The beauty of ONLINE, everything is NOT a revenue event, but everything is a RELATIONSHIP event.
Online, you want to concentrate on list building. Offline, because of the costs, it is very hard to do straight relationship building.
ADVICE: Assess your assets in the next 100 days. What do you have. Postal, email. How do I bring them together? What they want, where they want it.
ADVICE: Do a lot more surveying. We are thinking of doing these 5 products, which one would you be interested in? Start getting a sense of what your customers want.
ADVICE: If you do have postal addresses, figure out an RFM analysis of your list. Find the people who have responded to you most recently, who have responded to you most frequently and who have spent the most amount of money. For everybody those are all different. Take a small group who are the MOST recent, frequent and big spenders and create a campaign that is a lumpy mail, send them a book, send them a handwritten note. Know what you want to do with them. What’s the offer? A thank you for your business PLUS an ascend/upsell offer. Way better than an email.
The idea is you send stuff all year round. Thinking about YOU. It would make a person’s day. Brian does this every day. Always be totally connected to your best customers. This is all direct marketing principles to having a life of contribution.
Are teachers of social media, imposters? Do they understand direct marketing? Not so, There are some great online teachers – people like Ryan Levesque, Russell Branson, Frank Kern, Jeff Walker – who said when he figured out it was direct marketing it took off. Don’t get lost in the world of social media.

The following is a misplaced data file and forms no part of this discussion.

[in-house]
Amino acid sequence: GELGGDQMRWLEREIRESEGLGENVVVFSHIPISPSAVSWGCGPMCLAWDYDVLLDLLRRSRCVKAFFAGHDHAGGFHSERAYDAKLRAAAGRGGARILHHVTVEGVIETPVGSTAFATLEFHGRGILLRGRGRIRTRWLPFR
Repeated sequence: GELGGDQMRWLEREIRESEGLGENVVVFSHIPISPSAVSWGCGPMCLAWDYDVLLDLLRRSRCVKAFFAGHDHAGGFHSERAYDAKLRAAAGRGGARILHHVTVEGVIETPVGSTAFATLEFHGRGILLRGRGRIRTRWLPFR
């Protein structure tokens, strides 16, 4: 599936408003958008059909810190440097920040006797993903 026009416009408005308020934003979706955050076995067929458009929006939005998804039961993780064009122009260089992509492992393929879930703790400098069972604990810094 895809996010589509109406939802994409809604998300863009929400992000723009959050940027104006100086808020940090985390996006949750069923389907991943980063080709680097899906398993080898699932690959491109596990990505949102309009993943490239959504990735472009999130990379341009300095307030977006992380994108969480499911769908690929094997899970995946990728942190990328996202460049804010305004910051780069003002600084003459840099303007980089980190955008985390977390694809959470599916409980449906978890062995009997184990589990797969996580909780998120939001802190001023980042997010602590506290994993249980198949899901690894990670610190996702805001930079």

In Brian’s mastermind, he brings speakers who teach, radio, package inserts, direct mail, display advertising, google adwords. Bring the fundamentals of direct response marketing and help people with new media.
But’s what’s behind the campaign?
John Carlton the great copywriter says: “A promotion is not a business”. Chris Farrell, the UK online marketer (http://chrisfarrellmembership.com ), says “a product is not a business”. A business is multi-channel, multi product. That’s direct marketing.
How does anyone get in touch with Brian Kurtz:
Buy The Advertising Solution and get amazing FREE resources at http://www.thelegendsbook.com
Opt-in to Brian’s list. Get a swipe file from the legends. A full hour of Gary Halbert video. A pdf of Scientific Advertising by Claude Hopkins.
Sign up at: Briankurtz.me
Over Delivery, How Life Imitates Direct Marketing – the title of Brian Kurtz’s next book.
The Next 100 Days Podcast is brought to you by Graham Arrowsmith and Kevin Appleby